Printer Friendly

REITs and other 'opportunities.' (evaluation of real estate investment trusts) (Mid-Year Review and Forecast, Section I) (Column)

Before attempting to assess the immediate future for commercial real estate, it's essential that we clarify exactly where we stand, particularly in regard to investment opportunities. To start, there has lately been a good deal of excitement about REITs (Real Estate Investment Trusts). As I see it, the explosion in REITs appears to be a little more late-cycle panic by investors to find the next "hot" area. In other words, it is speculative rather than based on sound analysis.

It is simply too early to bet on a commercial real estate upturn. Moreover, investors in REITs are making completely unrealistic assumptions about the chances of an early rise in property values .

In the late 1980's, the real estate investment mania was justified by expectations of rising property values. However, a building's underlying value depends on cash flow, present and future-nothing else. Investors ignored the fact that the rising excess supply of office, retail and hotel space would inevitably lead to a sharp drop in cash flows that would be inconsistent with rising property values.

I fear that today's REIT investors are making a similar mistake. Cash flows from most buildings will deteriorate in the next few years. Therefore, it is doubtful that prices have hit bottom. After all, there is still a massive excess supply of space -- both in the office and retail sectors. The national average vacancy rate for offices is close to 20 percent with rates in the range of 30 percent in some areas.

The fundamental imbalance between supply and demand means that prices must continue to fall in order to restore equilibrium to the market. It's straight out of Economics 101.

This imbalance will take a very long time to correct. For example, if the trends of the past six years persisted, it would take 30 years to absorb the Class-A space on Houston's central business district. That may represent an extreme case but it will probably take until the late 1990's before the national vacancy rate fails back below 10 percent -- the level that would be consistent with a firming in market conditions.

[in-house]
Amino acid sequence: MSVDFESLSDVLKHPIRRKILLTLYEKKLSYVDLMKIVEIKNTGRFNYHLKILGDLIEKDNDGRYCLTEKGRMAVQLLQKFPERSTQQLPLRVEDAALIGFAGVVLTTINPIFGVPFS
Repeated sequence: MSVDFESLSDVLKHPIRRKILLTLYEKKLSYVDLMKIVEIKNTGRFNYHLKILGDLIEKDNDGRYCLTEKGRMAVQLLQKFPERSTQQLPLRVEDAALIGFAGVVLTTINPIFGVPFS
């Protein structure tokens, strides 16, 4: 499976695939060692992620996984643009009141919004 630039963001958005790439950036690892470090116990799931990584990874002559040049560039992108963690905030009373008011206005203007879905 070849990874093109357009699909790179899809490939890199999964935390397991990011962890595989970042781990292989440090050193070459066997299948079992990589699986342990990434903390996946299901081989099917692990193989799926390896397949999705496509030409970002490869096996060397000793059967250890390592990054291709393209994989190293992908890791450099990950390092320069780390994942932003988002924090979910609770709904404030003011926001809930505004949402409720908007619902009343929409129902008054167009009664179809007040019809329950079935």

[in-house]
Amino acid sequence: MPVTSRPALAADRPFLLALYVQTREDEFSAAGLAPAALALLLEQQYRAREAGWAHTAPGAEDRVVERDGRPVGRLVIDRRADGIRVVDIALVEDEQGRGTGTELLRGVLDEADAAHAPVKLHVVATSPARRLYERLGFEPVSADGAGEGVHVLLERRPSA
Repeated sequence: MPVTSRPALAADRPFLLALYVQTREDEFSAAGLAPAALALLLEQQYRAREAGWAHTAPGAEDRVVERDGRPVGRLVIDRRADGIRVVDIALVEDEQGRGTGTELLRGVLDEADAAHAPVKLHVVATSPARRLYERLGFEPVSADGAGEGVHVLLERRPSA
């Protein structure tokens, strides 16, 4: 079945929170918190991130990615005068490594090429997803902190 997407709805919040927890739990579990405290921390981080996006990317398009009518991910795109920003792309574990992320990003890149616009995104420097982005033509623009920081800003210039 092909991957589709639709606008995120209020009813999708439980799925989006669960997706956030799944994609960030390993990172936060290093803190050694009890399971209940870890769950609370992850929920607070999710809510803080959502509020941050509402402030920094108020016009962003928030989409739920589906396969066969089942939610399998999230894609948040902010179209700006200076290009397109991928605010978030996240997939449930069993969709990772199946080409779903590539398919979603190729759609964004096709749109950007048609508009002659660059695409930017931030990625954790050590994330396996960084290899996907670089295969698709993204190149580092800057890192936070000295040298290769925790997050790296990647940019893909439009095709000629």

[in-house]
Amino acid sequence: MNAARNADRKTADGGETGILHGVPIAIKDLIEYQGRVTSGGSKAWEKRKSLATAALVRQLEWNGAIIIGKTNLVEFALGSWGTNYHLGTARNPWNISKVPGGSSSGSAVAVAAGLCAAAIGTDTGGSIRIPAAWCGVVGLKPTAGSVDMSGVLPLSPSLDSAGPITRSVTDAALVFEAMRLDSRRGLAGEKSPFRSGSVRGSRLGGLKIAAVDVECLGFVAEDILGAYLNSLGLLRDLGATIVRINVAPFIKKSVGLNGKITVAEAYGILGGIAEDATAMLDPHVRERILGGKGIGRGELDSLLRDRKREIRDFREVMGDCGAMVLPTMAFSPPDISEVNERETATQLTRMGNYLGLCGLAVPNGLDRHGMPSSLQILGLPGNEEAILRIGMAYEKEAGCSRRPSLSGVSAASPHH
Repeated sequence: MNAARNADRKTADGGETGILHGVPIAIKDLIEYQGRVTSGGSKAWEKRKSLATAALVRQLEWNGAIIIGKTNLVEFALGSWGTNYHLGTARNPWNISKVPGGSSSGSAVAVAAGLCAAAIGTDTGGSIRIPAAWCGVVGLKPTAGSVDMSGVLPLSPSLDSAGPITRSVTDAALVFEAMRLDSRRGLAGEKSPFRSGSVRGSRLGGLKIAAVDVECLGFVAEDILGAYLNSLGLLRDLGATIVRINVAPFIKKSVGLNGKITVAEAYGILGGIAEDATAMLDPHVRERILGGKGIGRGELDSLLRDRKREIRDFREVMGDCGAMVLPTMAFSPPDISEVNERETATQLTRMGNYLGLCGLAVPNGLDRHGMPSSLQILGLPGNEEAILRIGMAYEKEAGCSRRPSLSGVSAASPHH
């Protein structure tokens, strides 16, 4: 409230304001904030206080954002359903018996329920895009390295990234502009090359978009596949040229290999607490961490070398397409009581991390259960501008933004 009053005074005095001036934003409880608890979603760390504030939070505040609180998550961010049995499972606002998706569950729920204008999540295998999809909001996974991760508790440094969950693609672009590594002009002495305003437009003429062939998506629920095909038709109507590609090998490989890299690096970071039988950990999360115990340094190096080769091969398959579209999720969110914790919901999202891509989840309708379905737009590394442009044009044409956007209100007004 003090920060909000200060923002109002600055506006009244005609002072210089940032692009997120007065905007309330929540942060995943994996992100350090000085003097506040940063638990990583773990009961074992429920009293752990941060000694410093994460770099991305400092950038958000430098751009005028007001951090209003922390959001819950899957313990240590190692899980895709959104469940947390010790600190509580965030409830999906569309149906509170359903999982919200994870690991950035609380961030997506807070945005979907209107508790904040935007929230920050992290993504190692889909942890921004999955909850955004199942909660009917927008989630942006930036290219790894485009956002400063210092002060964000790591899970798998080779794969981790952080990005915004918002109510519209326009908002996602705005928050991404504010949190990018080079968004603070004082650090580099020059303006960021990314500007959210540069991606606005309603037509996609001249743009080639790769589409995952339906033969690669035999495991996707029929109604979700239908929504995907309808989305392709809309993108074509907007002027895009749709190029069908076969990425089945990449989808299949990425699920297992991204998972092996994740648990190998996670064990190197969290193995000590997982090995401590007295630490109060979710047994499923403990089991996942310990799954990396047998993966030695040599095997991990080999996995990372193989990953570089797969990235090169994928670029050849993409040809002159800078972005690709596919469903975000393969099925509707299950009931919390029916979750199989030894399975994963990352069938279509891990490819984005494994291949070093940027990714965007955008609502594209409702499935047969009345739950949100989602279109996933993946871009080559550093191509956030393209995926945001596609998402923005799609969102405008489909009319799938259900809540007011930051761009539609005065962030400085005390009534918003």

No doubt there are good deals to be had, but they are extremely scarce. Furthermore, there are too many people chasing these few "bargains." Rather than concentrate on finding that one chance in a million, investors would be better advised to make sure that they avoid being lured in to bad investments on the basis of false expectations about potential price gains. Price discounts of 50 percent or more may sound attractive but these prices represent declines from speculative levels.

Any real investment can only be justified if it promises to deliver a positive cash flow using very conservative assumptions about future rents and occupancy rates. The fact that a building may currently have a good occupancy rate is no guarantee for the future. You need to know both the time profile of leases and tenant creditworthiness in order to assess the risks that cash flows will be undermined by a drop in average rents.

On a more positive note, while speculative real estate development has ground to a halt, buildings are beginning to change hands at more appropriate price levels, reflecting the "anticipated" cash flow with more realistic assumptions. Also, new developments are only taking place in response to firm orders. What's more, real construction on office buildings has plunged 60 percent in the past three years and the economics of the industry should prohibit speculative building for a long time --further helping to rectify the supply/demand imbalance.

Market conditions will improve by the end of the decade if the economy continues to grow. With no new buildings in the pipeline, shortages of space will likely emerge in some areas. By the time that new buildings can be put in place, shortages could be severe, leading to marked upturn in rents. Until then, the challenge for the current generation of developers and owners will be to stay in business and to identify and capitalize on the few real opportunities. The good news is that the true real estate professionals will emerge from this chaotic period.
COPYRIGHT 1993 Hagedorn Publication
No portion of this article can be reproduced without the express written permission from the copyright holder.
Copyright 1993, Gale Group. All rights reserved. Gale Group is a Thomson Corporation Company.

Article Details
Printer friendly Cite/link Email Feedback
Author:Hemmerdinger, Dale
Publication:Real Estate Weekly
Article Type:Column
Date:Jun 23, 1993
Previous Article:AEW enters pact with FDIC.
Next Article:Housing plan dedicated.

Related Articles
REITs: key to capital or fad?
The trend toward securitization.
Equity REITs: proceed with caution ... but proceed!
Pension funds show heightened interest in REITs.
Report sees continued health in REIT market.
A premium choice: today's REITs differ radically from their predecessors of 20 years ago.
Real estate may be strong investment in weak economy.
Real estate a strong investment in weak economy.
Bricks and mortar and beyond: in a time of worldwide economic uncertainty, some investors are searching for safer options for their capital. Property...
Reit or wrong.

Terms of use | Copyright © 2018 Farlex, Inc. | Feedback | For webmasters